26 posts • joined Thursday 19th August 2010 12:45 GMT
Absolutely beautiful building, but yes it does. The fact that the architect is a woman is frankly irrelevant, and I get really tired of this sexist victim nonsense. Women stopped being the weaker sex a long time ago.
It's a bad career choice
As a society, we don't value engineers. Accountants, lawyers, managers, doctors, dentists, plumbers can all make far more money, which is grossly unfair given the amount of work, education, skill, and determination required to be a good software engineer.
One issue is the recruitment process. People with no experience are simply looked over, and candidates are required to be overspecialized and are rejected if they do not have exactly the right skills for the job.
Another issue is that there are quite a lot of "bad" software engineers, who are just good enough to not get fired, and others who are just ass-hats.
All of these problems do not lie with the courses or the graduates. They are endemic in industry, and the solution is to fix industry. They should recognize and hold on to talent, and hire people based on their long term potential, not based on buzzwords on their CVs. Develop people in their jobs, and create a real sense of passion and loyalty in your employees.
I also agree with the sentiment that we are churning out too many computer scientists. It just dilutes the talent pool, and far too many people go into "computers" for the wrong reasons.
A free society?
Ironic how he talks about protecting our free society, then advocates total state surveillance. What part of freedom does he not understand?
I think GCHQ are in on this. All web proxy gateways of course log every single web page you visit, and opting out does not in any way turn off the logging function. Just when we thought the tide might be turning in the privacy war, the government tries to pull a fast one like this. Proxies are actually more powerful than passive listening because they can in many cases intercept HTTPS as well.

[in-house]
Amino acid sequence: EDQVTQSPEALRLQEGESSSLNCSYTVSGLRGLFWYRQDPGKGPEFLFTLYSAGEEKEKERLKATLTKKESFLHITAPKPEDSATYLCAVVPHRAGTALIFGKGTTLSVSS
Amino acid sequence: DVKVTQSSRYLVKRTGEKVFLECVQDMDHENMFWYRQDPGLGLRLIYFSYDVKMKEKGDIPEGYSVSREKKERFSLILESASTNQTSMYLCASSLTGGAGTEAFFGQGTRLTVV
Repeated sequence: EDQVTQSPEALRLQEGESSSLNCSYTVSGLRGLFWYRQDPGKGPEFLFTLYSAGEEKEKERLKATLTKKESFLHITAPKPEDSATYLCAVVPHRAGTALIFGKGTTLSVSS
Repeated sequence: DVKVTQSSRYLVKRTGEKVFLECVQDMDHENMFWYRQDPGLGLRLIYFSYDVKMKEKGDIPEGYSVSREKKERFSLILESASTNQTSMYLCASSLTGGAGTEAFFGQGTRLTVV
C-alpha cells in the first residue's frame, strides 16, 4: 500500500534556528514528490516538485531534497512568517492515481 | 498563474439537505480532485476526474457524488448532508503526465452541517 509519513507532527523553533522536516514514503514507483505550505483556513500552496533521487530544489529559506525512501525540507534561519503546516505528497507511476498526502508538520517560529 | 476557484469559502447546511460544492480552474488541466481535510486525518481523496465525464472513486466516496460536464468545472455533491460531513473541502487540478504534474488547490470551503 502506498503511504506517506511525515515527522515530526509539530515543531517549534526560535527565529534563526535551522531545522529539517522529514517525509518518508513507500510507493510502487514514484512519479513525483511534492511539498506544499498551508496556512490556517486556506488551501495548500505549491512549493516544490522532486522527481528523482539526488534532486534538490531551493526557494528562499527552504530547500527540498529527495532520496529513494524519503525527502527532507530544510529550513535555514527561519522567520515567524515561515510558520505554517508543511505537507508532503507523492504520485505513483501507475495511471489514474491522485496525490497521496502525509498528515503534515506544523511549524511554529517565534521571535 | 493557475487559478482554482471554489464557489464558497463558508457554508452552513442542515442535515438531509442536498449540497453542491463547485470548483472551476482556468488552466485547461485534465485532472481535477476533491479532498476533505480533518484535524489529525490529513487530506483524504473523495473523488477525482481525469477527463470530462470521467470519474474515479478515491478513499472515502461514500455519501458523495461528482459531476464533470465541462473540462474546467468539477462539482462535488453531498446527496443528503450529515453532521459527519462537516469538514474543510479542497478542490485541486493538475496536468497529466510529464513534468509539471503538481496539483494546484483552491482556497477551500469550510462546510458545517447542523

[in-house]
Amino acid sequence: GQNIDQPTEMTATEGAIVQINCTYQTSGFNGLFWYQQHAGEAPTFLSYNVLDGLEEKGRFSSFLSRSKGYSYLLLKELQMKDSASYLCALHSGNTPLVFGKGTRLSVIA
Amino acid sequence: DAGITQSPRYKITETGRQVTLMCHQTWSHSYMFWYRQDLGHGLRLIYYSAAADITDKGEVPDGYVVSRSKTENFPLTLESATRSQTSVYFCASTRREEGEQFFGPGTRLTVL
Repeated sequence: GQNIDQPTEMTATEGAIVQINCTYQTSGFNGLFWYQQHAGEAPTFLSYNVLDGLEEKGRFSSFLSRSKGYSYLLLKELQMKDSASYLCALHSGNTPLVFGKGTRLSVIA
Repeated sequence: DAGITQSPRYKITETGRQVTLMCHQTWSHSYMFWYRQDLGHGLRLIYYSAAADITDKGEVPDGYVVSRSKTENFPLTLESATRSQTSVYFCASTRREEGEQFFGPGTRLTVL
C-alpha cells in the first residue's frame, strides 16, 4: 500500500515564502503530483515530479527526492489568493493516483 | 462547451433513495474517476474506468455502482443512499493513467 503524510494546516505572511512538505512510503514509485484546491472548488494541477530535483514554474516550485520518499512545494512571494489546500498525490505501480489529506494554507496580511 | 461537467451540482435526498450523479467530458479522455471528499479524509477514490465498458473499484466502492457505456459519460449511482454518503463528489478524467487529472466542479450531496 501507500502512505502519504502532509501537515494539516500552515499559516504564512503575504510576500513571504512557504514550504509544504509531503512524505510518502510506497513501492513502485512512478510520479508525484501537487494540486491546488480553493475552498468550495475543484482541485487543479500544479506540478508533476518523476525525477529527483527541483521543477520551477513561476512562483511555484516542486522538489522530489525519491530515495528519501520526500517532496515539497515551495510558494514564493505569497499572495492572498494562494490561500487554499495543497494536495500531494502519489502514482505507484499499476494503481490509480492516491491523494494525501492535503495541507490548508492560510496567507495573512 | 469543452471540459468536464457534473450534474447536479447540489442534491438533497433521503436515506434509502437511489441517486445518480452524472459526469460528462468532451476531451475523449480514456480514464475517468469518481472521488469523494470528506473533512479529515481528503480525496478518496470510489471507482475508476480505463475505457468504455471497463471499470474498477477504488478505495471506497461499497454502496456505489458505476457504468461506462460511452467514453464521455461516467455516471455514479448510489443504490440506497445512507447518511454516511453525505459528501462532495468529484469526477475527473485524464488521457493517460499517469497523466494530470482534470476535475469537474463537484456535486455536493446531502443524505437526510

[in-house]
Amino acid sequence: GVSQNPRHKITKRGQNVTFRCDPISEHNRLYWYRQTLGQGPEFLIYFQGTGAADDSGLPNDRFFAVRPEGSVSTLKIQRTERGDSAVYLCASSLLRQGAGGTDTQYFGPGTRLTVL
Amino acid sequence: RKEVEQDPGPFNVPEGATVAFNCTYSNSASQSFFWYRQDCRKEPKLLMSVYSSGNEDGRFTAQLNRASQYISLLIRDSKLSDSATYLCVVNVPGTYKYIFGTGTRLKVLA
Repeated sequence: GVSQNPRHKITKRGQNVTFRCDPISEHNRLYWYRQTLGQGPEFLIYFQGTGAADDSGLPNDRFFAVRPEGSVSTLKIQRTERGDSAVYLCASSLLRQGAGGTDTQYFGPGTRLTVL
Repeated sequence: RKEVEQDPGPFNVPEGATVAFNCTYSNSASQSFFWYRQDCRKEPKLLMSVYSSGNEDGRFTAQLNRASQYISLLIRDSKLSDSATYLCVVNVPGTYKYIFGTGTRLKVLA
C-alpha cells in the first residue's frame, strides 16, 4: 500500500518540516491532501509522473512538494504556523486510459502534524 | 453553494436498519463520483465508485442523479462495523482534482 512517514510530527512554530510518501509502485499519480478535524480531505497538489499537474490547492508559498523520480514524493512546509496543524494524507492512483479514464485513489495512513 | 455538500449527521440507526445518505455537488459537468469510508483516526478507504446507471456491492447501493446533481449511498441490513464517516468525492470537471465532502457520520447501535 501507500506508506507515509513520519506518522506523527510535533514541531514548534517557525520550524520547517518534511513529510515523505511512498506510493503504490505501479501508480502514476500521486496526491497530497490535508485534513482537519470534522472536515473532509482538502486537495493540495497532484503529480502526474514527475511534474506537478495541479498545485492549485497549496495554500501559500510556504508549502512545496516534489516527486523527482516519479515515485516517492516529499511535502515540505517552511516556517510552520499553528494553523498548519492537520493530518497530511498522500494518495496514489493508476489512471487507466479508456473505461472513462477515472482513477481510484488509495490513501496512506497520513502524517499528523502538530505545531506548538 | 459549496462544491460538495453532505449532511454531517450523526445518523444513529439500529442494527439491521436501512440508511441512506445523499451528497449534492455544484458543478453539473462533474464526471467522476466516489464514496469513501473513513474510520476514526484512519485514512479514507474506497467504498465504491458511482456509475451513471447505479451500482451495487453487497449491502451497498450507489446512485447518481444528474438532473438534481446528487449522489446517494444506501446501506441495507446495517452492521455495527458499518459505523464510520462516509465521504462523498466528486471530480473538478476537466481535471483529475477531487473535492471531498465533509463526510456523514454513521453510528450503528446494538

Basically this is their wet dream come true, they get us to pay for the hardware then get their snoopers charter as well.
What, you really think GCHQ wouldn't be able to access these boxes, through court order or a vulnerability?
This is good news indeed
I have no axe to grind with Microsoft as compared with other tech companies, but it's simply not healthy or good for consumers for any one company to have such a monopoly as Microsoft did. It just leads to stagnation and lock-in.
Therefore it warms me that Microsoft's plans to exploit its desktop OS to create another ecosystem are failing.
If it ain't broken don't fix it
Oh so there should be a law against gossip now? Whatever marginal benefits these laws bring, the effect on a free society is chilling.
Also, this isn't restraining "journalists", it's restraining "citizens".
Atom for £800? Seriously?!
Perhaps the latest generations of Atoms are fast, who knows, but all I remember is Steve Balmer holding up an Atom netbook and lying about how well Win7 ran on it. I have personally experienced the hell which is trying to use Win7 on an N270 with 2GB of RAM, and would need a lot of convincing to try it again.
Global warming is just a liberal conspiracy
Of course it isn't, but why is everyone such an armchair expert when it comes to AGW? It is uncannily similar to creationists who suddenly imagine themselves to be experts at biology, geology, cosmology or any other field of science which is inconvenient, complex and unfathomable to them. You see similar tactics being employed.
Whilst unconditional trust of science and scientists is unreasonable, I'll go out on a limb here and say that climate science is not just snake-oil and climate scientists are honest intelligent individuals, and I certainly put more trust in them than the hoards of armchair experts who imagine that truth is some kind of democratic process where your ignorance equals my knowledge, and he who shouts loudest wins.
Re: Reboot culture
Ha ha, this morning I had to reboot after plugging my mouse into a different USB socket. On Windows 7. I kid you not.